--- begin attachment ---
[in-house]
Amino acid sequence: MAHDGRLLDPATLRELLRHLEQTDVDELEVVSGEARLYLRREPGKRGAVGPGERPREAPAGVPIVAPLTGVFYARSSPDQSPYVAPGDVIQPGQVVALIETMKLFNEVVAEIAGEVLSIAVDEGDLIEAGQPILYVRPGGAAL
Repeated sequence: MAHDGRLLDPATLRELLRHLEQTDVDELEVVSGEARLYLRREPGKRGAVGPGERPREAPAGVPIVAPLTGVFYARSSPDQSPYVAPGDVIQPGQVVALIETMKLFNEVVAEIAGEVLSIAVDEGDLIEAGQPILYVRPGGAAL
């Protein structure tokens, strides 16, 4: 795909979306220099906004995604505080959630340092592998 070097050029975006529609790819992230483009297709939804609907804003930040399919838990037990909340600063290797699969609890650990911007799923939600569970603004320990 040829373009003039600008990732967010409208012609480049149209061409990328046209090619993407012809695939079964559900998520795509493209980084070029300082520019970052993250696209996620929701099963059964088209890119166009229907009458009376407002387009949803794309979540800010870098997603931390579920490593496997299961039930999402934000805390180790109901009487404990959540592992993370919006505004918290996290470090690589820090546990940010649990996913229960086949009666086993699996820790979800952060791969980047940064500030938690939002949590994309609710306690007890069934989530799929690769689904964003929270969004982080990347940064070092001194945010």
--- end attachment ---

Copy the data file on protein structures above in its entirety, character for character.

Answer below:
[in-house]
Amino acid sequence: MAHDGRLLDPATLRELLRHLEQTDVDELEVVSGEARLYLRREPGKRGAVGPGERPREAPAGVPIVAPLTGVFYARSSPDQSPYVAPGDVIQPGQVVALIETMKLFNEVVAEIAGEVLSIAVDEGDLIEAGQPILYVRPGGAAL
Repeated sequence: MAHDGRLLDPATLRELLRHLEQTDVDELEVVSGEARLYLRREPGKRGAVGPGERPREAPAGVPIVAPLTGVFYARSSPDQSPYVAPGDVIQPGQVVALIETMKLFNEVVAEIAGEVLSIAVDEGDLIEAGQPILYVRPGGAAL
């Protein structure tokens, strides 16, 4: 795909979306220099906004995604505080959630340092592998 070097050029975006529609790819992230483009297709939804609907804003930040399919838990037990909340600063290797699969609890650990911007799923939600569970603004320990 040829373009003039600008990732967010409208012609480049149209061409990328046209090619993407012809695939079964559900998520795509493209980084070029300082520019970052993250696209996620929701099963059964088209890119166009229907009458009376407002387009949803794309979540800010870098997603931390579920490593496997299961039930999402934000805390180790109901009487404990959540592992993370919006505004918290996290470090690589820090546990940010649990996913229960086949009666086993699996820790979800952060791969980047940064500030938690939002949590994309609710306690007890069934989530799929690769689904964003929270969004982080990347940064070092001194945010």